Thursday, April 23, 2015

Summer Stock: Books for Young Readers

Summer is coming. Usually this statement fills me with a dread greater than the zombie apocalypse, but strangely not this year. Could it be because summer means summer reading?

Well, no. Summer means I don't have to get the kids out the door in time for school, but we'll pretend it's the books.

Over the past couple of weeks I've bought several books for our friends. Need any of these for your shelf?

Girlchild's grandma is getting her this book, and we also pre-ordered it for one of her friends who has a birthday soon. PIP BARTLETT'S GUIDE TO MAGICAL CREATURES by Jackson Pearce & Maggie Stiefvater.

The blurb: "From bestselling authors Maggie Stiefvater and Jackson Pearce comes an exciting new series full of magical creatures, whimsical adventures, and quirky illustrations.

Pip is a girl who can talk to magical creatures. Her aunt is a vet for magical creatures. And her new friend Tomas is allergic to most magical creatures. When things go amok—and they often go amok—Pip consults Jeffrey Higgleston’s Guide to Magical Creatures, a reference work that Pip finds herself constantly amending. Because dealing with magical creatures like unicorns, griffins, and fuzzles doesn’t just require book knowledge—it requires hands-on experience and thinking on your feet. For example, when fuzzles (which have an awful habit of bursting into flame when they’re agitated) invade your town, it’s not enough to know what the fuzzles are—Pip and Tomas also must trace the fuzzles’ agitation to its source, and in doing so, save the whole town."

We gave a "get well soon" book to one of her other friends. She likes fantasy, but lately has been reading a lot of real world fiction, so we got her TEN by Lauren Myracle.

The Blurb: "Winnie Perry is turning ten and ten is BIG: it means double digits, more responsibility, and being an almost-middle-schooler. Ten means that Winnie can handle anything, even a three-year-old baby brother and a practically teenage (and acting like it) older sister. And with her best friend, Amanda, by her side, Winnie plans on enjoying every last second of their last year in elementary school.

This prequel to the New York Times bestselling Winnie Years series will thrill the tweens who grew up with Winnie and introduce a whole new generation of readers to a heroine they can grow up with."

Other presents we recently bought, book 1's in series with book 2 already out:


The blurb: "Alice always thought fairy tales had happy endings. That--along with everything else--changed the day she met her first fairy
When Alice's father goes down in a shipwreck, she is sent to live with her uncle Geryon--an uncle she's never heard of and knows nothing about. He lives in an enormous manor with a massive library that is off-limits to Alice. But then she meets a talking cat. And even for a rule-follower, when a talking cat sneaks you into a forbidden library and introduces you to an arrogant boy who dares you to open a book, it's hard to resist. Especially if you're a reader to begin with. Soon Alice finds herself INSIDE the book, and the only way out is to defeat the creature imprisoned within.

It seems her uncle is more than he says he is. But then so is Alice."

THE LUCK UGLIES by Paul Durham

The blurb: "The Luck Uglies is the first in a tween fantasy-adventure trilogy brimming with legends come to life, a charming wit, and a fantastic cast of characters-and is imbued throughout with the magic of storytelling.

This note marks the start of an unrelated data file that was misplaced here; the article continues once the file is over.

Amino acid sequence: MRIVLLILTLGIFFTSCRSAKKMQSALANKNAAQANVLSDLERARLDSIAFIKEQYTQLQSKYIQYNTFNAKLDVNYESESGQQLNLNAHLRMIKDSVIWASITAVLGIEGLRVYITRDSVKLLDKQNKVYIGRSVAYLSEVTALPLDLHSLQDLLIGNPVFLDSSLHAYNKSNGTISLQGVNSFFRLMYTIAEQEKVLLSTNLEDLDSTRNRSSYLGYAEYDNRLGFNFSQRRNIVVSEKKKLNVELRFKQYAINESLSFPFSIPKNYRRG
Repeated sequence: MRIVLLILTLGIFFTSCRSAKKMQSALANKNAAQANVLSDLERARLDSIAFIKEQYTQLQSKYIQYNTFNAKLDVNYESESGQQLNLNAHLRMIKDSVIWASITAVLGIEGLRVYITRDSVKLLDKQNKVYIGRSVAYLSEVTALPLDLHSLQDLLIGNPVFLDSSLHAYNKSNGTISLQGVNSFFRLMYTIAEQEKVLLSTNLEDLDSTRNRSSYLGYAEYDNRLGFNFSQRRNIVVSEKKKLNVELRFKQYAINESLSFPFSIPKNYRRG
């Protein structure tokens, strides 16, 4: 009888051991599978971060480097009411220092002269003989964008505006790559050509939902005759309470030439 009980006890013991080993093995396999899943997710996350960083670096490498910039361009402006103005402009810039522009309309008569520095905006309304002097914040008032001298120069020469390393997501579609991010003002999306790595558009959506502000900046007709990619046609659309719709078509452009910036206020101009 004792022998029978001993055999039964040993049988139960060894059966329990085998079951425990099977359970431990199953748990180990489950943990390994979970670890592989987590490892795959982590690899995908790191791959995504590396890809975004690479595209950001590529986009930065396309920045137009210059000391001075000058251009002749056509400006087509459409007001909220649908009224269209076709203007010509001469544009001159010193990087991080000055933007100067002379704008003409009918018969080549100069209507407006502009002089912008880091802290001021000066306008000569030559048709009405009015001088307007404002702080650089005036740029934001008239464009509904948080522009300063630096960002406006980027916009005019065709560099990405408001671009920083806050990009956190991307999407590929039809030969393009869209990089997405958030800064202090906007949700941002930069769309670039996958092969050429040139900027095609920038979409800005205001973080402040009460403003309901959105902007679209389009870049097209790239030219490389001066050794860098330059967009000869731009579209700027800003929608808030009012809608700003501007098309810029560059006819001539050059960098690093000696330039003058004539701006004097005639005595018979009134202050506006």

Strange things are happening in Village Drowning, and a terrifying encounter has Rye O'Chanter convinced that the monstrous, supposedly extinct Bog Noblins have returned. 

Now Rye's only hope is an exiled secret society so notorious its name can't be spoken aloud: the Luck Uglies. As Rye dives into Village Drowning's maze of secrets, rules, and lies, she'll discover the truth behind the village's legends of outlaws and beasts...and that it may take a villain to save them from the monsters.

The first in a series, The Luck Uglies is an altogether irresistible cross of Lloyd Alexander's Chronicles of Prydain, Stefan Bachmann's The Peculiar, and Chris Healy's The Hero's Guide to Saving Your Kingdom, overflowing with adventure, secrets, friendship, and magic."


The blurb: "The first kidnappings happened two hundred years before. Some years it was two boys taken, some years two girls, sometimes one of each. But if at first the choices seemed random, soon the pattern became clear. One was always beautiful and good, the child every parent wanted as their own. The other was homely and odd, an outcast from birth. An opposing pair, plucked from youth and spirited away.

This year, best friends Sophie and Agatha are about to discover where all the lost children go: the fabled School for Good & Evil, where ordinary boys and girls are trained to be fairy tale heroes and villains. As the most beautiful girl in Gavaldon, Sophie has dreamed of being kidnapped into an enchanted world her whole life. With her pink dresses, glass slippers, and devotion to good deeds, she knows she’ll earn top marks at the School for Good and graduate a storybook princess. Meanwhile Agatha, with her shapeless black frocks, wicked pet cat, and dislike of nearly everyone, seems a natural fit for the School for Evil.

But when the two girls are swept into the Endless Woods, they find their fortunes reversed—Sophie’s dumped in the School for Evil to take Uglification, Death Curses, and Henchmen Training, while Agatha finds herself in the School For Good, thrust amongst handsome princes and fair maidens for classes in Princess Etiquette and Animal Communication.. But what if the mistake is actually the first clue to discovering who Sophie and Agatha really are…?

The School for Good & Evil is an epic journey into a dazzling new world, where the only way out of a fairy tale is to live through one."

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